It's not for nothing that there has been incredible buzz around 'Bahubali'. It's not the director alone or the genre alone that is the reason; it's both. 'Magadheera', whether the audience consciously experienced it or not, presented intriguing moments with the best possible mass appeal; Ram Charan making fun of the villain in the first scene he meets even without being aware of their past lives, is a case in point. Such scenes are the ones which invite repeat audience as much as extraordinary action sequences or songs in a film of any genre.
SS Rajamouli here narrates a story that is packed with hackneyed elements, although the execution comes with majestic toppings - something which the film had promised. The sheer scale of production values is sublime. But we did expect more. Heroism was supposed to come with a maha magadheera streak. Emotions were admittedly to be watched out for.
The film is definitely different from what we thought about its characters. Where we thought Anushka (who was her make-up man?) and Tamannah (what was she doing?) to make an impact, it is actually Ramya Krishna and Sathyaraj whom we remember. (Small screen space doesn't mean the impact would be necessarily insignificant).
Punch lines? But why should we even have them, you ask? OK. But lines like these in a film of this scale and ambition? "Nenu adigedi godal ni kadu, mimmalne.." and "Dharmanike dhari choopinchaevadu Baahubali." And of course, Prabhas is excused from saying any screen-scorching dialogue in the first place. All that you have is a veiled attempt to make Prabhas' Bahubali look better than Ram Charan's Kala Bhairava in the form of this moralistic take: "Vanda mandini champina vadu veerudu avtadu. Kani okkarini brathikinchina devudu avtadu." Notice the 'vanda mandini..' reference.
The film begins with a pictorial presentation of the geography of Mahismathi kingdom and the abutting regions, where all the major characters live. In the kingdom, the sadistic Bhalladeva (Rana Daggubati) is feared for his atrocious behaviour by his subjects. On the other side of the mountain, Shivudu, the young boy, yearns for climbing up the mountain, which he eventually does, on growing up, the day the Divine wills. When he goes on the other side, he discovers a macabre story involving those baying for blood and others whose determination to emerge victorious over the evil makes them want to give themselves in sacrifice. He soon knows his destined task and the difficult people he will have to confront, albeit not completely in this Part-I (The Beginning).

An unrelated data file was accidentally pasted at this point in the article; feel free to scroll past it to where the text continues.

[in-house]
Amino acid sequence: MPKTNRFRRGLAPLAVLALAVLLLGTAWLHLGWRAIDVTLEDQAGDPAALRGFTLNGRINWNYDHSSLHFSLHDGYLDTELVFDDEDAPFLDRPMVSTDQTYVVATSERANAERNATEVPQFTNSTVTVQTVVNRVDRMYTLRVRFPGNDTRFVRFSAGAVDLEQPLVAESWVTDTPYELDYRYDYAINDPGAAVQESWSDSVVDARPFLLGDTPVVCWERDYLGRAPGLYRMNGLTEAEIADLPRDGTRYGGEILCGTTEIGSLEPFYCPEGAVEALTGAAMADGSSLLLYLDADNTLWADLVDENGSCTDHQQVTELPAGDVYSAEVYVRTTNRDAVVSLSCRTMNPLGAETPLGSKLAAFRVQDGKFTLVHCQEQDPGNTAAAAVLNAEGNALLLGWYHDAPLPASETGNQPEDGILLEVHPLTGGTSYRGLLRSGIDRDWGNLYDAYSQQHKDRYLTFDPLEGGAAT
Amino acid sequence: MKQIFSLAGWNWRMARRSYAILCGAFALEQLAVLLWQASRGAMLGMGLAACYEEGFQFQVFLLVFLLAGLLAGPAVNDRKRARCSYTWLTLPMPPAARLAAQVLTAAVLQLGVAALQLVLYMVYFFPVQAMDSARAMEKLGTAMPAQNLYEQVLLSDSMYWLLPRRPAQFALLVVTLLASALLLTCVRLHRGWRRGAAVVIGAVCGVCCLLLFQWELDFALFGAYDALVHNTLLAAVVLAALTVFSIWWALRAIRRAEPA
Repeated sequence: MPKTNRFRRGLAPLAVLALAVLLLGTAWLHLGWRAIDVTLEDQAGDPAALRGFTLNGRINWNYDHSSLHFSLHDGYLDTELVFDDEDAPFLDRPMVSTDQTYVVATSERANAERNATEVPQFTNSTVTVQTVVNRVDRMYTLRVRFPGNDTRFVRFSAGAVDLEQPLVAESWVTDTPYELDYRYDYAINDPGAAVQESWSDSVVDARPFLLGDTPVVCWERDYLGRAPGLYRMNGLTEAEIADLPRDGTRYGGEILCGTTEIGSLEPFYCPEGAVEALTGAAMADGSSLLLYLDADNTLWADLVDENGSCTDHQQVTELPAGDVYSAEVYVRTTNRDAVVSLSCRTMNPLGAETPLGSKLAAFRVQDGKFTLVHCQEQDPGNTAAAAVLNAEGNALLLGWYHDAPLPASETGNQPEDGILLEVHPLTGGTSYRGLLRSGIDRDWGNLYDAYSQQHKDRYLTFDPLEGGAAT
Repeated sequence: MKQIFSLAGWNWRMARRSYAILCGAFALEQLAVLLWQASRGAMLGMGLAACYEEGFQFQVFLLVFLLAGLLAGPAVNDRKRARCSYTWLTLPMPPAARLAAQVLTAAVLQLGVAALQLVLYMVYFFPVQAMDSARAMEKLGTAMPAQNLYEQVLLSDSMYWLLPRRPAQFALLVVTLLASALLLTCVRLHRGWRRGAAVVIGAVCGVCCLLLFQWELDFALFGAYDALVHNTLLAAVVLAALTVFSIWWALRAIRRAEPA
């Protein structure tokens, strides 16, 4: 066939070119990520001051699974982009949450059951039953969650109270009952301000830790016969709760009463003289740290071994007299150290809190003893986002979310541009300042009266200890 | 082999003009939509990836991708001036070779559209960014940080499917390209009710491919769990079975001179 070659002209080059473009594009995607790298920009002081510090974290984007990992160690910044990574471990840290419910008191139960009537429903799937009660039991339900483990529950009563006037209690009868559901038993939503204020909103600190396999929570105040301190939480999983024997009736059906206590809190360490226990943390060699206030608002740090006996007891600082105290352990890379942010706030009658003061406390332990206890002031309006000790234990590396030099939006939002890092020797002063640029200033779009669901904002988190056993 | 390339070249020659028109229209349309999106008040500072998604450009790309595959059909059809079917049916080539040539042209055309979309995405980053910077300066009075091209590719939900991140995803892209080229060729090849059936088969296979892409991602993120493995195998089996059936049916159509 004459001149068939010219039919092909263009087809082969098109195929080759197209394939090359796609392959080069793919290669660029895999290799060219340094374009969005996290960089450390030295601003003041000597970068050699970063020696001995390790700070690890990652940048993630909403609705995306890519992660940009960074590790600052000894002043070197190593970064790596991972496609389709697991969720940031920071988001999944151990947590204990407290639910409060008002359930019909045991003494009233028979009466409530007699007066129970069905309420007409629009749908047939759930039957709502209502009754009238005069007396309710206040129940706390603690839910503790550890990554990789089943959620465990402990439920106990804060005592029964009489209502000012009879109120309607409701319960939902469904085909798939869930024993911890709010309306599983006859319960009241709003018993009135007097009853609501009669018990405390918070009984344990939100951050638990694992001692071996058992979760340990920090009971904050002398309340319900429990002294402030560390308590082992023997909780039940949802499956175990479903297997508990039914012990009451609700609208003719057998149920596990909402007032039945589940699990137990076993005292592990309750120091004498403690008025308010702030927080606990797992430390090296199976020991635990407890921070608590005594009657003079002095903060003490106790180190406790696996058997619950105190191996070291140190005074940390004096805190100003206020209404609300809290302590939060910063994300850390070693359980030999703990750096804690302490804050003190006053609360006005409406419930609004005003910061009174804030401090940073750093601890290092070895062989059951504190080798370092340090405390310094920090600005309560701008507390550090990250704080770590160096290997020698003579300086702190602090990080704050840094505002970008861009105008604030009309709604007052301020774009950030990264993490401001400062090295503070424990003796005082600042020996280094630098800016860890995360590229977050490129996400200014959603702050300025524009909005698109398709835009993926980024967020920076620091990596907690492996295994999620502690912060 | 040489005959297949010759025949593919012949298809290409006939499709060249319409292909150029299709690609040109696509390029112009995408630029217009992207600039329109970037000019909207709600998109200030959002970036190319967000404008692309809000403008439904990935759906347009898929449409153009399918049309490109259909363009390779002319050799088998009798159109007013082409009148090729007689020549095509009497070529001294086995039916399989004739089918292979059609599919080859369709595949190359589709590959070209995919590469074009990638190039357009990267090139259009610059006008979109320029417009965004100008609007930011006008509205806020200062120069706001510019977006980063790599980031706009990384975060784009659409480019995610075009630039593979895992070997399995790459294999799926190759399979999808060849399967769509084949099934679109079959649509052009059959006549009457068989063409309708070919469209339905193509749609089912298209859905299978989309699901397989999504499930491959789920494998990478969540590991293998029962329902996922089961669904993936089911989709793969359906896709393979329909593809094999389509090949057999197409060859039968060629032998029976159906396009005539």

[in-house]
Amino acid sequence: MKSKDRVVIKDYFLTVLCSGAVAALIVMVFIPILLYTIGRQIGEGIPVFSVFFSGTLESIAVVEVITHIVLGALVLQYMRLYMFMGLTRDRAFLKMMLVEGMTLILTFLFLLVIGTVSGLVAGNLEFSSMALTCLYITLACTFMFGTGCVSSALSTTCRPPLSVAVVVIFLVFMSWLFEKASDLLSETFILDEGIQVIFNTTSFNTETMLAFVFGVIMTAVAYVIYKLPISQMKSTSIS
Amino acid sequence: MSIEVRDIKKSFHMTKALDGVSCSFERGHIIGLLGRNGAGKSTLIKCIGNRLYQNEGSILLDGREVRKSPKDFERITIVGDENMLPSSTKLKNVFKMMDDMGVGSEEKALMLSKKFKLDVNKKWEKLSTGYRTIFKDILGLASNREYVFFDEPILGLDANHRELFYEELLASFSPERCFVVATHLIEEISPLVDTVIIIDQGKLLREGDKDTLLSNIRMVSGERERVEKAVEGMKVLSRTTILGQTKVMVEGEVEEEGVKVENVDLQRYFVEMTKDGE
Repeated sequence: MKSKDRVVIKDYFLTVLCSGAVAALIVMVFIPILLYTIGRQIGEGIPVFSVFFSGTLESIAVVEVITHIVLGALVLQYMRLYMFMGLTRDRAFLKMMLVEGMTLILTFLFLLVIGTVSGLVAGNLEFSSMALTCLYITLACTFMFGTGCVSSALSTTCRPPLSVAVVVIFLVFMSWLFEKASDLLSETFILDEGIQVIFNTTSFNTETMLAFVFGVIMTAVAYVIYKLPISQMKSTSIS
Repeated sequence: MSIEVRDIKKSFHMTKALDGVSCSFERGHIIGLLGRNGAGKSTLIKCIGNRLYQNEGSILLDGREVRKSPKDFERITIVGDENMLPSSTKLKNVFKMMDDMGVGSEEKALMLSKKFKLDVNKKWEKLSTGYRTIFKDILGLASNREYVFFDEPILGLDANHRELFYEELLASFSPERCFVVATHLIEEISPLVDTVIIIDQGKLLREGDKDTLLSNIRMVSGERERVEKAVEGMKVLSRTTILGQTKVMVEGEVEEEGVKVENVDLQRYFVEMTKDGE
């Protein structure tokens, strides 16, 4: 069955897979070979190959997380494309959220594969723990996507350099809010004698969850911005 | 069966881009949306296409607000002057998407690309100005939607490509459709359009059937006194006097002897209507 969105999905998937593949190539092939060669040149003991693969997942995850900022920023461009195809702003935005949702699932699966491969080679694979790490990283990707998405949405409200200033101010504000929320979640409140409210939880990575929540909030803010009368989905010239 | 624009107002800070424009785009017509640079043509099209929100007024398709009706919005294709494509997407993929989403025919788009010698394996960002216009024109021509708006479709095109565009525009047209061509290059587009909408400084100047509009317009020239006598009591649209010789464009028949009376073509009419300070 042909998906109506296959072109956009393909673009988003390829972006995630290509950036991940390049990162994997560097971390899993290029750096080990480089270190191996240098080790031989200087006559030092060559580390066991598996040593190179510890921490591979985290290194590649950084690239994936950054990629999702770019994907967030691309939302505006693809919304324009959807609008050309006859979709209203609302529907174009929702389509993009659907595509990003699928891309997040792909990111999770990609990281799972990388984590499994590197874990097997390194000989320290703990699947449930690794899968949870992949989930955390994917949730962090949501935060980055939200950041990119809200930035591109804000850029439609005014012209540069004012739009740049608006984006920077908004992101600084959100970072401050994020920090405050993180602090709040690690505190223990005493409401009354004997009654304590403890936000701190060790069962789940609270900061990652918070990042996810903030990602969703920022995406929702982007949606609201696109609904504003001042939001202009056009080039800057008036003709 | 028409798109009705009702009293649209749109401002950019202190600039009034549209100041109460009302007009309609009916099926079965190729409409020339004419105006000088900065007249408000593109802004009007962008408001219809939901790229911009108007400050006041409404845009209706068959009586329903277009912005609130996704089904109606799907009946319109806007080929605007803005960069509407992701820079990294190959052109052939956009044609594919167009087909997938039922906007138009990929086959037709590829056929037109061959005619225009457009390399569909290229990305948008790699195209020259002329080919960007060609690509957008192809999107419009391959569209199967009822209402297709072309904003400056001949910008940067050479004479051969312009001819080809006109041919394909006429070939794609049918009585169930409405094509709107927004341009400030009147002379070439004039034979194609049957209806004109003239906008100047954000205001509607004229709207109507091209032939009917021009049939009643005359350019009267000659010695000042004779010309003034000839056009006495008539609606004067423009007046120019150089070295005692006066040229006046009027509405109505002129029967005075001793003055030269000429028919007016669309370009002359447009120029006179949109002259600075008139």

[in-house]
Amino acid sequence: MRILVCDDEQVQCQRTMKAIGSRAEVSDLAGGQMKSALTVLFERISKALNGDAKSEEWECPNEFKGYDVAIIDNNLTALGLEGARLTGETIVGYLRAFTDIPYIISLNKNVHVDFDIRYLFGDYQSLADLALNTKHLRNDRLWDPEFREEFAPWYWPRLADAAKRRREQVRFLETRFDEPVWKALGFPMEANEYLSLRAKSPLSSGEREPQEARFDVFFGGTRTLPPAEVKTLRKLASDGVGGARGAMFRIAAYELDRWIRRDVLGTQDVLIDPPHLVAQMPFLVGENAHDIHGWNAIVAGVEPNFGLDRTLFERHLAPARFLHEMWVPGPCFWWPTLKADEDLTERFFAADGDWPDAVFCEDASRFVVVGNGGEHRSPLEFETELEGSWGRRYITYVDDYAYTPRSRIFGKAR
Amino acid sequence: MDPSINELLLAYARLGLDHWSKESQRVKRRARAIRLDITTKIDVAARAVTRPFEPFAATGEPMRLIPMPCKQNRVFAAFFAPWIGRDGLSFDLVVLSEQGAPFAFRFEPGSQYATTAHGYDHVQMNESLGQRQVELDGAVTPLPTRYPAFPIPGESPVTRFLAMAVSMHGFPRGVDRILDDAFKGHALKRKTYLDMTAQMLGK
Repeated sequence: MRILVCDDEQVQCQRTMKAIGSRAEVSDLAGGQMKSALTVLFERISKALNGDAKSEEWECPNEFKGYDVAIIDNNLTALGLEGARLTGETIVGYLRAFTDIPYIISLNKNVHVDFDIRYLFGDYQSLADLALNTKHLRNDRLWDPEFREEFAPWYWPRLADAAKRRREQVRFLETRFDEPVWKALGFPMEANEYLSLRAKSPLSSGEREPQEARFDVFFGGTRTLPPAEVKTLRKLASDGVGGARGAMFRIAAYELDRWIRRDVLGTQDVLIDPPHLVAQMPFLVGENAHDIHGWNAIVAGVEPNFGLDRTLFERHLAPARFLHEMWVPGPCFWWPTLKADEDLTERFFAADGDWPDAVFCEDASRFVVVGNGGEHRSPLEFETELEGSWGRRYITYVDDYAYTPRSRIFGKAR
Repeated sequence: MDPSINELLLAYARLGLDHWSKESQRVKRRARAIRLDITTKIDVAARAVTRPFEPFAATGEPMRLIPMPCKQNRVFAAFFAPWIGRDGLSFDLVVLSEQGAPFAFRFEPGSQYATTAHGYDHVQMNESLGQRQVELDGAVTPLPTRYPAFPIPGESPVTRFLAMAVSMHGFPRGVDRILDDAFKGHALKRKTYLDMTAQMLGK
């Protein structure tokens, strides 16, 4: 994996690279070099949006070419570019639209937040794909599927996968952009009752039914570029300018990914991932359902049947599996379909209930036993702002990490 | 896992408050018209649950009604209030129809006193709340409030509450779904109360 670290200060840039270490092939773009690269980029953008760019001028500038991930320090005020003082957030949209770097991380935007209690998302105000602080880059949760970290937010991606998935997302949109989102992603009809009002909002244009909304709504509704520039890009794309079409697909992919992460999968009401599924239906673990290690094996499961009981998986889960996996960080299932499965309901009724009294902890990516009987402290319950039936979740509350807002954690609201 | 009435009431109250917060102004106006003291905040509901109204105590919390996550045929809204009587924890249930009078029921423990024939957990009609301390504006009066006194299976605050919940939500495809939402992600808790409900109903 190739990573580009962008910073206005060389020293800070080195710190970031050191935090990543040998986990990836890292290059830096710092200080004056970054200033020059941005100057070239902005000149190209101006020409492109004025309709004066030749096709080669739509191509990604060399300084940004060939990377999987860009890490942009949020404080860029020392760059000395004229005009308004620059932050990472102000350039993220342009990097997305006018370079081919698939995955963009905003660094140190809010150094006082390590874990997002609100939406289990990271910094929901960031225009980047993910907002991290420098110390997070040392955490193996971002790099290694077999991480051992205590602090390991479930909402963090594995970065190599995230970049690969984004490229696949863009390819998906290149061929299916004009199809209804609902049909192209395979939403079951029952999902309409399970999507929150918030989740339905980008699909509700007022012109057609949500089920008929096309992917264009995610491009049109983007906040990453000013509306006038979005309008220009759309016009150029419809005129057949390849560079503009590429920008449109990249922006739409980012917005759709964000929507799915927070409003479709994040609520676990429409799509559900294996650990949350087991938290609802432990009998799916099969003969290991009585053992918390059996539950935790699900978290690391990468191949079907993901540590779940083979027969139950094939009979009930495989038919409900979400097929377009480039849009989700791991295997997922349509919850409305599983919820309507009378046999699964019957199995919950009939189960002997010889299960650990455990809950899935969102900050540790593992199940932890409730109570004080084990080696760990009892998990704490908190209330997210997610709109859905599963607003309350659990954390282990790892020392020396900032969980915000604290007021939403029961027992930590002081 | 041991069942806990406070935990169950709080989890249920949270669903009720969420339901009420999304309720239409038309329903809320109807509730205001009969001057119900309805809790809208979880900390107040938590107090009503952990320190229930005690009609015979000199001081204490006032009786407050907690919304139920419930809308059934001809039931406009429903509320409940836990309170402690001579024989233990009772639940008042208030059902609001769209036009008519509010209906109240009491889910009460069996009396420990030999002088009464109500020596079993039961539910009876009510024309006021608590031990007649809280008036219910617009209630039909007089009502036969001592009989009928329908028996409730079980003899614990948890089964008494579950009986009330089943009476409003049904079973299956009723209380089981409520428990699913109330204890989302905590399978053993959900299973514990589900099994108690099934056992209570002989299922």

While the film has its share of highs and lows, the visual treat and innovative screenplay don't always go together. Bhalladeva makes a swashbuckling entry; the scene is well-conceptualized, bringing out his character and that of the others in his circle with less dialogue. Another high is the scene where Shivudu (hitherto not seen much on the screen) romances with Avantika (hitherto seen as a bit polished version of Bandit Queen), undressing her a bit, lifting her up and uplifting her looks to let her realize that she is a woman, not a mere masculine soldier. Yet another high is the scene where Ramya Krishna spearheads a courtroom massacre through minimal speech; watch her as she sings lullaby to kid as soon as she is done with eliminating the challenger to the throne!
The battle scenes in the run up to the end are the film's pride. Shot at a vast scale, the sheer ambition is gigantic, with technical talent and writing talent converging to deliver a dekko. The moments see Prabhas, Prabhakar (as Kalakeya), Rana, Ramya Krishna, and Nasser at their intense best. Prabhas does a Rajeev Kanakala from 'Sye' in the climax (saying anything more would amount to giving out a spoiler). The scenes that come in the run up to this episode seem a bit stretched, but in hindsight they are alright. Prabhas and Rana going on a hunt for the traitor are totally in place, given the significance of catching hold of him and the same leading to a larger-than-life, Hollywoodish climax.
Prabhas passes muster in the title role. His character is arguably not flawlessly written, something which everyone who feels there is not enough dose of Prabhas will vouch for. Bahubali is a Superman with a Shiva soul and rustic costumes, complete with mythical energy levels (that also helps him eliminate an unspecified number of enemies). Rana proves to be a good choice. The only complaint is that his classy, sophisticated Telugu (as that of Adivi Sesh) proves to be a handicap.
Tamannah almost renders Avantika lifeless; she doesn't fit the bill. Anushka plays a cameo, with her horribly wrinkled and sooted face unseen but for two or three shots. Sudeep as a Muslim king is another cameo.
Sathyaraj gets a good share in the pie. His costumes and make-up are picture perfect. He has a larger role (apparently) in the second part. Ramya Krishna makes a praiseworthy comeback. Nasser is convincing as the cunning old fox. Prabhakar delivers his career best. Adithya Menon is difficult to recognise. Rohini and Tanikella Bharani are OK.
Keeravani largely does justice to the script; Rajamouli's visualization is not at its best though. The cinematography (Senthil Kumar) and art direction (Manu Jagadh) are top notch.
It is the VFX part that really is 'baahu' enough.
Verdict: A visual feast, 'Bahubali' is not Rajamouli enough. The Hollywoodish ending may well be a trendsetter, but the question is, are the audience ready for such one? A one time watch.
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